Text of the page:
East Wall of Atlantis Canyon
Northeast U.S. Canyons Expedition 2013. Dive 08 was conducted in Atlantis Canyon. The science team discusses the value of Telepresence technology, a close up view of sea pen anatomy, and the variety of corals found.
Often multiple species of invertebrates are found co-occurring on rock ledges and canyon walls. Here a brisingid sea star, an octopus, bivalves, and several individuals of the cup coral, Desmophyllum, are found in close proximity to one another.
Throughout the 2013 Northeast U.S. Canyons Expedition we saw several cephalopods, but few have been as cute as this bobtail squid!
A king crab explores the soft sediment.
Exploration of Canyons and Intercanyons
This video captures highlights from the 15 dives that were conducted during Leg 2 of the expedition from the ROV Deep Discoverer and the Seirios camera platform from the Mytilus Seamount along the northeastern coast of the United States.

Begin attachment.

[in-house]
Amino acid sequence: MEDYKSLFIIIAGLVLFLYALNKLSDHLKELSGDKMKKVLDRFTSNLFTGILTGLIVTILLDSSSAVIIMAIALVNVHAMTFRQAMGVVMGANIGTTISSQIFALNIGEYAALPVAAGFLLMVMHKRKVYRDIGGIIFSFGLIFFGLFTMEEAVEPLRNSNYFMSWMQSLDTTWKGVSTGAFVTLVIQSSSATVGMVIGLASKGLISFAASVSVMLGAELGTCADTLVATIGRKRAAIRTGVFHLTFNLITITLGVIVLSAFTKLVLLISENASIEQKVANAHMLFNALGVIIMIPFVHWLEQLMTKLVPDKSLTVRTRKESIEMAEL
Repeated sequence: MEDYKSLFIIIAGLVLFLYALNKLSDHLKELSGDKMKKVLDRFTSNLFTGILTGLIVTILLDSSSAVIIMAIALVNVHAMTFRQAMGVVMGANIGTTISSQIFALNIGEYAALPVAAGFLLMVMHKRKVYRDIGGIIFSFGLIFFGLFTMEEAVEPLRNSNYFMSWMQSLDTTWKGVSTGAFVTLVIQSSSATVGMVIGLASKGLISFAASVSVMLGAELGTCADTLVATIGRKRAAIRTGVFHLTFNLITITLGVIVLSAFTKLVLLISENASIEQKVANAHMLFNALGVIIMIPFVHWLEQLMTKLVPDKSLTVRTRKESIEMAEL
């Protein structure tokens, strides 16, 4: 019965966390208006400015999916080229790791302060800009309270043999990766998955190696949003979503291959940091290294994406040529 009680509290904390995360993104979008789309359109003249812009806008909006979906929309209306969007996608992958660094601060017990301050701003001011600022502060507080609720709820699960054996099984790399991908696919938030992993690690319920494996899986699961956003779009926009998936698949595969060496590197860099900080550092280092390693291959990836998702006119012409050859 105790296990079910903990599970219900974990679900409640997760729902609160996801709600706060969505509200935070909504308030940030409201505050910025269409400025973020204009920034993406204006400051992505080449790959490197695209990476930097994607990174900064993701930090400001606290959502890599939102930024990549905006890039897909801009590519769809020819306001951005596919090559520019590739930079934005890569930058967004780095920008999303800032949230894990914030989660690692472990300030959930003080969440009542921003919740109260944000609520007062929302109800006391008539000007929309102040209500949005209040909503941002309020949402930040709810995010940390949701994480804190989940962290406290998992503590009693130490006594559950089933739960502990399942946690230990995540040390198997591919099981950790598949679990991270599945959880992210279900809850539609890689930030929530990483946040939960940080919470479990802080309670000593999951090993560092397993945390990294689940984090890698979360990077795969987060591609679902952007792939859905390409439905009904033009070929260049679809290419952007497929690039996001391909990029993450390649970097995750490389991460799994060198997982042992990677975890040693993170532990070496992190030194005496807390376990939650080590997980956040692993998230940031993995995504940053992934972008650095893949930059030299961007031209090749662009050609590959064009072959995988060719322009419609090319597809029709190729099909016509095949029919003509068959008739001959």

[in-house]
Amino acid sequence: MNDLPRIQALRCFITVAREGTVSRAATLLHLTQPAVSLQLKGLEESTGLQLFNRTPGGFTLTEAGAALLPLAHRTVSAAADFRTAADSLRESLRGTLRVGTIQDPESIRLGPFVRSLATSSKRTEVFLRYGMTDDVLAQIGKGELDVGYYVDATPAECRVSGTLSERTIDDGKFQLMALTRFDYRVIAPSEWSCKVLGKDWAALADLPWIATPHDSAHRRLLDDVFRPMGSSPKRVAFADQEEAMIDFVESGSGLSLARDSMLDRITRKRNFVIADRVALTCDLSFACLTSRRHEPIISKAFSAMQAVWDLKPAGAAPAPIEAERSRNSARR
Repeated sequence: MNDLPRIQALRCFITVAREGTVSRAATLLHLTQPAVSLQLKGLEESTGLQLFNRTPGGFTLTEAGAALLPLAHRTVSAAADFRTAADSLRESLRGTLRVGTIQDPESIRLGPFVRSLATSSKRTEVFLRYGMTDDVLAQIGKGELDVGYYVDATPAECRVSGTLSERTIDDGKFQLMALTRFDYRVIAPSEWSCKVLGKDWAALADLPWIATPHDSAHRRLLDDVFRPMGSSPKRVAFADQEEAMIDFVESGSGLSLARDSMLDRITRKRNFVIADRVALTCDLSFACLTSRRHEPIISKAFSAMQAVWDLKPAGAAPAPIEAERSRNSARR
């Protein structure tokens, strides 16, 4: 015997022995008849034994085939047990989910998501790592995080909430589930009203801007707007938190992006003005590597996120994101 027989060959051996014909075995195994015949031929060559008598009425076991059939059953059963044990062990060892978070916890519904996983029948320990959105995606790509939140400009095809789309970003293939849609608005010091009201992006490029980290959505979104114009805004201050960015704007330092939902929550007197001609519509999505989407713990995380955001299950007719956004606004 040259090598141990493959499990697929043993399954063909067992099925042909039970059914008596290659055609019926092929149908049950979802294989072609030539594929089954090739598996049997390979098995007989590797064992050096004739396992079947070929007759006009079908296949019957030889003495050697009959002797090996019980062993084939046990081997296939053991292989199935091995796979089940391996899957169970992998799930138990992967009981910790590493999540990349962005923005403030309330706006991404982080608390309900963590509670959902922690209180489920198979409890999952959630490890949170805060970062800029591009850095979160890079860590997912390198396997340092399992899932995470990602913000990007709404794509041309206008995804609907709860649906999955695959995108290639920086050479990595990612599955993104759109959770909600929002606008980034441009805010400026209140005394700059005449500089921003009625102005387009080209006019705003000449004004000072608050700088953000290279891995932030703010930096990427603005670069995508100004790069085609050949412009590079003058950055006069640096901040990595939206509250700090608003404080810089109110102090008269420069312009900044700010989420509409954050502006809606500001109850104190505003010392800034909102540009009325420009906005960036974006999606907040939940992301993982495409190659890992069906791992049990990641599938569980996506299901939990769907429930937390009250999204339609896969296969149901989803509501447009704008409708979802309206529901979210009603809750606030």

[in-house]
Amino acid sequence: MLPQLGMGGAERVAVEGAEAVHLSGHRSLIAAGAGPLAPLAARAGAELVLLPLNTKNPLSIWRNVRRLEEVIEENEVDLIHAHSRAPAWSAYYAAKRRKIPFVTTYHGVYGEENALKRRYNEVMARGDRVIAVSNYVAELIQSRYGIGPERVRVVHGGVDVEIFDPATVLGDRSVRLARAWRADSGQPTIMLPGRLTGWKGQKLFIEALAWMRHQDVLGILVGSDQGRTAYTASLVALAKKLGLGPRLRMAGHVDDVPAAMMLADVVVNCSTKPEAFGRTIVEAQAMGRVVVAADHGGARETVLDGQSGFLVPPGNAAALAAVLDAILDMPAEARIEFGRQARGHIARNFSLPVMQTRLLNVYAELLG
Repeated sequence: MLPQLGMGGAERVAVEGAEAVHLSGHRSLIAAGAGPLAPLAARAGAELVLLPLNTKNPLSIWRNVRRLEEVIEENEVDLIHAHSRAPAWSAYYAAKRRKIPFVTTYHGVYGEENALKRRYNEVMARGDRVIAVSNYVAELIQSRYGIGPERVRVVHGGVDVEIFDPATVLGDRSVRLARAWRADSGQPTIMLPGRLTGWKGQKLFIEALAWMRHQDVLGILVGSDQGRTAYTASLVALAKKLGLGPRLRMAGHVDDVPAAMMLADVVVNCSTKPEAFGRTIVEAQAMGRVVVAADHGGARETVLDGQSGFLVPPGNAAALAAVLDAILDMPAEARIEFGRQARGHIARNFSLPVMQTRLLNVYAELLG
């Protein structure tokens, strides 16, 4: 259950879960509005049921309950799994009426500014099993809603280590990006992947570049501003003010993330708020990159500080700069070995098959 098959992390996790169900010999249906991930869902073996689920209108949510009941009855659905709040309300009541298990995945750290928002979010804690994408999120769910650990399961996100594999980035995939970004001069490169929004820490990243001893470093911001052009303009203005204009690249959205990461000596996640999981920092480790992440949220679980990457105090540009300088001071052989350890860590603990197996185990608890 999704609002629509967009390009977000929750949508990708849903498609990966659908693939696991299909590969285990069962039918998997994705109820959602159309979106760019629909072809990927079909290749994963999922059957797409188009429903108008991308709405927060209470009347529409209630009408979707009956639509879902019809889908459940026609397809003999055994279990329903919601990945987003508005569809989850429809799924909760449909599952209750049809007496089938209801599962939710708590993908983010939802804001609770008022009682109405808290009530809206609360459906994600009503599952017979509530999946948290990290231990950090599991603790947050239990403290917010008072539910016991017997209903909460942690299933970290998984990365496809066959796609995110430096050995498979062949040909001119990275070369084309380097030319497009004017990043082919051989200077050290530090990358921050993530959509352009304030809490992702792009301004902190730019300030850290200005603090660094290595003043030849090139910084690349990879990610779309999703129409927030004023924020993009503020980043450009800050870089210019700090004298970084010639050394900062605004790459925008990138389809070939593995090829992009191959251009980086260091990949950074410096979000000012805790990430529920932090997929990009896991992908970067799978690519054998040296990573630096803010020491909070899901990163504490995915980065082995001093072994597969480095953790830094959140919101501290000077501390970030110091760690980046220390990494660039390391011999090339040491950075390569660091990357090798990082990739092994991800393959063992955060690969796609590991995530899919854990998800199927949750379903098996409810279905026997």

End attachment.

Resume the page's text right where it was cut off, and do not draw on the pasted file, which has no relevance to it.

Deepwater Mid-Atlantic Canyons Project
The primary target areas for the Deepwater Mid-Atlantic Canyons Project are in and around the Norfolk, Washington, Accomac, and Baltimore canyons.
New York-New Jersey Coastal Ocean
General bathymetry of the coastal ocean in the New York-New Jersey metropolitan region. Detailed bathymetric data provides a framework for future exploration.
OceanAGE Careers Connections
The Ocean Careers to Inspire Another Generation of Explorers, or OceanAGE Careers webpage, invites students to learn about the talented people who explore our ocean planet. From underwater pilots to research scientists, these marine explorers provide students with first-hand knowledge of exciting careers through videotaped interviews and written profiles.
Meet NOAA's newest ocean explorers, who have trained on the Okeanos Explorer.
The above items are only a selection of canyons content on our website.